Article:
The digital business week


14 May 2012

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A digest of the top business and technology news stories from the past week.

Eircom examiner rebuffs a second €2bn offer from Hutchison Whampoa

Struggling telecoms operator Eircom’s examiner has declined a second offer from conglomerate Hutchison Whampoa, the owner of 3 Ireland. A proposed ‘scheme of arrangement’ is being circulated to creditors owned €3.4bn.

It recently emerged that Eircom rebuffed a €2bn cash offer by Hutchison Whampoa, the Hong Kong-headquartered conglomerate headed by Li-Ka Shing that employs 230,000 people in 54 countries.

The new offer included a €50m cash offer to creditors who are likely to be wiped out if a deal between Eircom’s examiner and senior lenders goes ahead. The second offer also saw the "conditionalities" removed except for due diligence.

In a statement late last week, Eircom confirmed the examiner Michael McAteer of Grant Thornton declined a second offer for Eircom Group.

EU mobile data roaming charges to be capped as of 1 July

The European Parliament has today passed new roaming regulation, which will come into force as of 1 July. The new mobile roaming regulation will be extended to include price caps for data downloads. But what type of savings can holidaymakers and business travellers expect?

The European Parliament said that the EU’s new mobile roaming regulation would spell significant savings for those using maps, email and social networks when travelling.

According to the Digital Agenda for Europe, a typical businessperson travelling in the EU this will now incur savings of more than €1,000 per year, while a family taking an annual holiday in another EU country can expect to save at least €200.

It said that the EU roaming regulation, which will now take calls, SMS and data into account, will deliver consumers savings of 75pc across a range of mobile roaming services, compared to 2007 prices.

Yahoo! director who led CEO search stepping down

Patti Hart, the director who led the hiring of Yahoo! CEO Scott Thompson, who has apologised to Yahoo! employees for an error in his educational credentials, will not seek re-election on the digital media company’s board.

In a statement regarding her giving up her seat on Yahoo!’s board, Hart cited her duties as CEO of IGT, a maker of electronic gaming machines.

Yahoo!’s board said it has appointed a three-person committee and retained a law firm to review Thompson’s educational background and the ‘facts and circumstances’ surrounding his hiring.

Activist hedge fund Third Point’s founder and chief executive, Dan Loeb, brought up Thompson’s academic credentials in a letter to Yahoo’s board, claiming Thompson does not have a computer science degree despite what was stated on his official company biography and in regulatory filings with the U.S. Securities and Exchange Commission.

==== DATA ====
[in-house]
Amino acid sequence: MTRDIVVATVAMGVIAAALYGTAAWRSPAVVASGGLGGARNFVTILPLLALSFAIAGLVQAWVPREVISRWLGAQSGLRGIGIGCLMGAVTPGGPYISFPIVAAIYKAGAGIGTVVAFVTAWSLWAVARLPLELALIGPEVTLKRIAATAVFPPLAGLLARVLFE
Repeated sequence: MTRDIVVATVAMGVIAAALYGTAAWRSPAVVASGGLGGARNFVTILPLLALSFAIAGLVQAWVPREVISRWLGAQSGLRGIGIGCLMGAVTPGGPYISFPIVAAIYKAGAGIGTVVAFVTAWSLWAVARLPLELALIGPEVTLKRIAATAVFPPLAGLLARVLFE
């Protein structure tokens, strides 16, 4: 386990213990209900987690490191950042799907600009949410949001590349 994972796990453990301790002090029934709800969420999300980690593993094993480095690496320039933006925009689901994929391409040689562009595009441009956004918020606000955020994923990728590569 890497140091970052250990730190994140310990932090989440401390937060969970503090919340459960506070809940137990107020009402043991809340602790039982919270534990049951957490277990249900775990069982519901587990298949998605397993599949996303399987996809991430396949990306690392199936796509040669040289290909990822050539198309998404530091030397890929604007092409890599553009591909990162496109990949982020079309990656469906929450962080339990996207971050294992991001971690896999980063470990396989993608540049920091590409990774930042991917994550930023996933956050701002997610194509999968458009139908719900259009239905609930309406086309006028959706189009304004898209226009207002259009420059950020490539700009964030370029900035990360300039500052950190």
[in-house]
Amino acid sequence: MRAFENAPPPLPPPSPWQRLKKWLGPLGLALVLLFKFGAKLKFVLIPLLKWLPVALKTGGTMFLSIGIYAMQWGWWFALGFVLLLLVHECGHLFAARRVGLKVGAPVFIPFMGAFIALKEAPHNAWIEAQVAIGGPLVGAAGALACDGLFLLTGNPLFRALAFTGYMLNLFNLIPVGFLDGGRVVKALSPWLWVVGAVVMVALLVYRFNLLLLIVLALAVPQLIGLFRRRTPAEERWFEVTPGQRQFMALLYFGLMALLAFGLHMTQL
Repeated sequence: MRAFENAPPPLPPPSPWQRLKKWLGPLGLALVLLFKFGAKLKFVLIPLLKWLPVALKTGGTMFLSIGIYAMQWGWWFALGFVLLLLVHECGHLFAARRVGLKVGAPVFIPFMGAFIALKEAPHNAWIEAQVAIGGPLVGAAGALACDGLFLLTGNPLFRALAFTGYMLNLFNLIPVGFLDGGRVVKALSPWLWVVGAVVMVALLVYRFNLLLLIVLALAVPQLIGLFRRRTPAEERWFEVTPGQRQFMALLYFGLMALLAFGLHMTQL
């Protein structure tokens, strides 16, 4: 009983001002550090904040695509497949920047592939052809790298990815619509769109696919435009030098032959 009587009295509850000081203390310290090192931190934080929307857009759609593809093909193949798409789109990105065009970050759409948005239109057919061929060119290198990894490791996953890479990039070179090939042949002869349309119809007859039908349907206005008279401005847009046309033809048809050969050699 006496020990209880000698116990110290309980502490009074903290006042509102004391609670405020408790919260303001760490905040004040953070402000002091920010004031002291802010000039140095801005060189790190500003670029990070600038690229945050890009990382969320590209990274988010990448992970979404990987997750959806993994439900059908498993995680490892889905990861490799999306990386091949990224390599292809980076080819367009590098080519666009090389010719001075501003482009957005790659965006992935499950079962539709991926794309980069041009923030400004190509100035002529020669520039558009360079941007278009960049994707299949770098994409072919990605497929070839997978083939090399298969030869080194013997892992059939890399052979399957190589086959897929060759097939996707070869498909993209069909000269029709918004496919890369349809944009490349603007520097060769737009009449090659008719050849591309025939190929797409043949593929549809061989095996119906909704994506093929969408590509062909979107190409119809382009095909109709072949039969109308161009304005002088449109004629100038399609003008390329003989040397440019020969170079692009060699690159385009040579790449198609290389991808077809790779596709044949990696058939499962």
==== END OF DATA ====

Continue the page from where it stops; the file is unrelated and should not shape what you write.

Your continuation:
In a memo sent to Yahoo! employees last week, Thompson said he takes “full responsibility, and I want to apologise” to the company’s employees. He did not say he has plans to step down.

RIM appoints new COO and CMO

BlackBerry maker Research in Motion (RIM) has hired Kristian Tear as chief operating officer and Frank Boulben as chief marketing officer as it focuses on expanding its global customer base and prepares for the launch of its new BlackBerry 10 platform.

Tear joins RIM from Sony Mobile Communications, where he served as executive vice-president. He previously held various operational leadership positions with Ericsson in Europe, Asia and Latin America.

In his new role at RIM, Tear will oversee all operational functions for handhelds and services, including research and development, products, global sales, manufacturing and supply chain. 

Boulben is the former executive vice-president of Strategy, Marketing and Sales for LightSquared. He joined LightSquared after serving as global director of Commercial Strategy for Vodafone Group and executive vice-president of Brand and Consumer Marketing for Orange Group.

In his new position at RIM, Boulben will oversee global marketing efforts.

Record annual loss of US$5.7bn hits Sony

Natural disasters, "unfavourable" foreign exchange rates and deterioration in developed countries’ market conditions are the reasons computer tech giant Sony is citing for a decrease in its year-on-year consolidated sales. The company reported a record annual loss of 457bn yen (US$5.7bn).

Sony has experienced its fifth straight quarterly net loss, reporting a loss of 255bn yen (US$3.2bn) in the last quarter of the year.

The company’s previous estimates had it recording a US$6.4bn loss for 2011, based on a tax charge of about US$3.6bn it had to pay in the US.

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